[3] Fang, X., Wang, K., Han, D., He, X., Wei, J., Zhao, L., Imam, M. U., Ping, Z., Li, Y., Xu, Y., Min, J., & Wang, F. (2016). Dietary magnesium intake and the risk of cardiovascular disease, type 2 diabetes, and all-cause mortality: a dose–response meta-analysis of prospective cohort studies. BMC Medicine, 14(1). https://doi.org/10.1186/s12916-016-0742-z

[4] De Baaij, J. H. F., Hoenderop, J. G. J., & Bindels, R. J. M. (2015). Magnesium in Man: Implications for Health and Disease. Physiological Reviews, 95(1), 1–46. https://doi.org/10.1152/physrev.00012.2014

[5] Veronese, N., et al. (2021). Dietary Magnesium Intake and Risk of Chronic Diseases: A Systematic Review and Meta-Analysis of Prospective Cohort Studies. Nutrients, 13(4), 1343. Available at: https://www.ncbi.nlm.nih.gov/pmc/articles/PMC8707433/

[6] Sanada, K., Nakajima, S., Kurokawa, S., Barceló-Soler, A., Ikuse, D., Hirata, A., Yoshizawa, A., Tomizawa, Y., Salas-Valero, M., Blumberger, D. M., Mimura, M., Iwanami, A., & Kishimoto, T. (2020). Gut microbiota and major depressive disorder: A systematic review and meta-analysis. Journal of Affective Disorders, 266, 1–13. https://doi.org/10.1016/j.jad.2020.01.102

[7] Wang, J., et al. (2020). Magnesium and Intestinal Microbiota in Health and Disease. Magnesium Research, 33(3), 101-114. Available at: https://www.ncbi.nlm.nih.gov/pmc/articles/PMC7322162/

[8] Wernimont, S. M., Northington, R. M., Kullen, M. J., Yao, M., & Bettler, J. (2014). Effect of an α-Lactalbumin-Enriched Infant Formula Supplemented With Oligofructose on Fecal Microbiota, Stool Characteristics, and Hydration Status. Clinical Pediatrics, 54(4), 359–370. https://doi.org/10.1177/0009922814553433

[9] Mori, H., Tack, J., & Suzuki, H. (2021). Magnesium oxide in constipation. Nutrients, 13(2), 421. https://doi.org/10.3390/nu13020421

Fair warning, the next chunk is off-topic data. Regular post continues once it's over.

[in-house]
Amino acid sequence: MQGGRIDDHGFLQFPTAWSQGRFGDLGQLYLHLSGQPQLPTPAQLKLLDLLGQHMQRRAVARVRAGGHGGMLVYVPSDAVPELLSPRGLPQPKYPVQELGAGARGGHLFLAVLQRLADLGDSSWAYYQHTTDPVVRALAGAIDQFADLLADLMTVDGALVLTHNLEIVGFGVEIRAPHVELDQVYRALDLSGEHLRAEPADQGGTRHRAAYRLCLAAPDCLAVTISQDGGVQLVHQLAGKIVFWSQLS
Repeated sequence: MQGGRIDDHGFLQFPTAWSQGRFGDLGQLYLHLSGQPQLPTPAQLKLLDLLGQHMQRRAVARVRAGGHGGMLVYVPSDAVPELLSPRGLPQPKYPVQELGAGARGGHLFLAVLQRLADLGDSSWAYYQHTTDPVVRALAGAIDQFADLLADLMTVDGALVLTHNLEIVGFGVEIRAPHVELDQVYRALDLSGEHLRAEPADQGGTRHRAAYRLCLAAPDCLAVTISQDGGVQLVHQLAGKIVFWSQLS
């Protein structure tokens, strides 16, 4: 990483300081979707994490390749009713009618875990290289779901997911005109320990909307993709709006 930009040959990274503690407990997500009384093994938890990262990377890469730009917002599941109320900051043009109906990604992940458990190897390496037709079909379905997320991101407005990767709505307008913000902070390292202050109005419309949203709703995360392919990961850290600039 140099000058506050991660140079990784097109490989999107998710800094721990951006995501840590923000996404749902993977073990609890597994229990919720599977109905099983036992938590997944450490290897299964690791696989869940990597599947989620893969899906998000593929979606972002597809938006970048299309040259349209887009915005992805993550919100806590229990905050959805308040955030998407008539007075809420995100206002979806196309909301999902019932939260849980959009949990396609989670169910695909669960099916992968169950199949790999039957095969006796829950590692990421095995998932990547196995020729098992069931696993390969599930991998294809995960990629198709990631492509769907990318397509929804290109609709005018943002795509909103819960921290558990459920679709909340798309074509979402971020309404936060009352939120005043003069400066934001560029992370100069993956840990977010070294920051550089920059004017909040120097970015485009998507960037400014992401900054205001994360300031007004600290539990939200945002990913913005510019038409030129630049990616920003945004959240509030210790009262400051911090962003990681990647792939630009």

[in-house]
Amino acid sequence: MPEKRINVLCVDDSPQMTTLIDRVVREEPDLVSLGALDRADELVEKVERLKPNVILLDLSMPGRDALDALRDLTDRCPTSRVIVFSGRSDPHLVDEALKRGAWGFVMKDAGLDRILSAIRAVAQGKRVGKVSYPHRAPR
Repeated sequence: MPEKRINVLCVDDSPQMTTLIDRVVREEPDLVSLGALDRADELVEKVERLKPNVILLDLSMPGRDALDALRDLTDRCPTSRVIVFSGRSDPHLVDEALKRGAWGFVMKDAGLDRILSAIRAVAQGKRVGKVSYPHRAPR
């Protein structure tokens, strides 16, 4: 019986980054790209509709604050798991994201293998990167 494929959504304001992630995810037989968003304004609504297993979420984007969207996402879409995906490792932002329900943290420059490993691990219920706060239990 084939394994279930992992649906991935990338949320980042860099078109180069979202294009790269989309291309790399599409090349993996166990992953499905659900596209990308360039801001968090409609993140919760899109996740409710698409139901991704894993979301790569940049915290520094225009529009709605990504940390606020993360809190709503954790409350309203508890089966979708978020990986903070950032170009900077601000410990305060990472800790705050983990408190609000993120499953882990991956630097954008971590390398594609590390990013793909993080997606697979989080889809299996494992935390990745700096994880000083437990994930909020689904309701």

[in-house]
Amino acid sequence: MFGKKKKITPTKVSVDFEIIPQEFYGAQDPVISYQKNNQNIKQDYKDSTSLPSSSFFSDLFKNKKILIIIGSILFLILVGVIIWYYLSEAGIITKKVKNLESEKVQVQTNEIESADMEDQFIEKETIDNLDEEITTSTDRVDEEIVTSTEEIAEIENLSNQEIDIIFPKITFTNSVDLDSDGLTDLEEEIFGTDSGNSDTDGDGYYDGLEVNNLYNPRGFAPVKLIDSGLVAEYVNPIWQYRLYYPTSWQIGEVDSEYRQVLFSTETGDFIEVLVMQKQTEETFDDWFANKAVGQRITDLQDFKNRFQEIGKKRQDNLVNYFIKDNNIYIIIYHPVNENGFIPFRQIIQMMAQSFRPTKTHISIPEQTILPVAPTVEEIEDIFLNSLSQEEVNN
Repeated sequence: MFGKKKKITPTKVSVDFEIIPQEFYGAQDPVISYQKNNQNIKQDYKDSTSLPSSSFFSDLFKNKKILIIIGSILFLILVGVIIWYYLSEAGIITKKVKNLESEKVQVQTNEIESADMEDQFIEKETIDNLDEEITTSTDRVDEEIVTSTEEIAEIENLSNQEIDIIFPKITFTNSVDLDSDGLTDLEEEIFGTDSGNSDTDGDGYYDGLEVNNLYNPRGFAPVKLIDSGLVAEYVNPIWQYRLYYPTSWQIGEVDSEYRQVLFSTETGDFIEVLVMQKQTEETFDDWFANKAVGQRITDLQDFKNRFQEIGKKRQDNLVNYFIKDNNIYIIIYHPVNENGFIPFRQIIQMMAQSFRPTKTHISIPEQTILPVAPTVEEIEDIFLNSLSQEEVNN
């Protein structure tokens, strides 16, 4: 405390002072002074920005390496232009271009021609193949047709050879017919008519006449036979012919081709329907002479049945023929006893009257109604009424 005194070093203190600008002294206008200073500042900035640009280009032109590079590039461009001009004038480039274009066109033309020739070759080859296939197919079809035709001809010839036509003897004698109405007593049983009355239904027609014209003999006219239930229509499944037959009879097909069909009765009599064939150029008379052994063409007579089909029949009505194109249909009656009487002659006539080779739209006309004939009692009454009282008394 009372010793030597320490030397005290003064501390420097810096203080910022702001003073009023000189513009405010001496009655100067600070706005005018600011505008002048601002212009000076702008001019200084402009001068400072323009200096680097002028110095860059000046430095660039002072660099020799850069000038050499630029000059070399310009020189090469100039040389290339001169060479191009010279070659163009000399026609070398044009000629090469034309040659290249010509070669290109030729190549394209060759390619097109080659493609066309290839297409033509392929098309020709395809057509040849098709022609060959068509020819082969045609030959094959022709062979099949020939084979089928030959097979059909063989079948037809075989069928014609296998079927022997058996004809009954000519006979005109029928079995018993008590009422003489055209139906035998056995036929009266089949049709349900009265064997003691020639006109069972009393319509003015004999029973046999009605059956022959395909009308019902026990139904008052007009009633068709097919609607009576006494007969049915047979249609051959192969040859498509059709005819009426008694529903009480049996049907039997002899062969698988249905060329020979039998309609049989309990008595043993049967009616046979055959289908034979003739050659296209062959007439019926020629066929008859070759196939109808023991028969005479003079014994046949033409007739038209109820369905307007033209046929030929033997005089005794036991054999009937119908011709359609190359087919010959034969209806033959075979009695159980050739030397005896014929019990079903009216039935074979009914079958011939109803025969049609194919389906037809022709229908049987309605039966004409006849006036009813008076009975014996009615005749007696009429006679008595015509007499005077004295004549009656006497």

[10] Farag, M. A., Abib, B., Qin, Z., Ze, X., & Ali, S. E. (2023). Dietary macrominerals: Updated review of their role and orchestration in human nutrition throughout the life cycle with sex differences. Current Research in Food Science, 100450. https://doi.org/10.1016/j.crfs.2023.100450

[11] Closa-Monasterolo, R., Ferré, N., Castillejo-DeVillasante, G., Luque, V., Gispert-Llauradó, M., Zaragoza-Jordana, M., Theis, S., & Escribano, J. (2016b). The use of inulin-type fructans improves stool consistency in constipated children. A randomised clinical trial: pilot study. International Journal of Food Sciences and Nutrition, 68(5), 587–594. https://doi.org/10.1080/09637486.2016.1263605

[12] DiNicolantonio, J. J., O’Keefe, J. H., & Wilson, W. J. (2018). Subclinical magnesium deficiency: a principal driver of cardiovascular disease and a public health crisis. Open Heart, 5(1), e000668. https://doi.org/10.1136/openhrt-2017-000668

May Zhu, RDN

May Zhu, RDN

May is the Registered Dietitian Nutritionist and nutrition expert at Begin Health.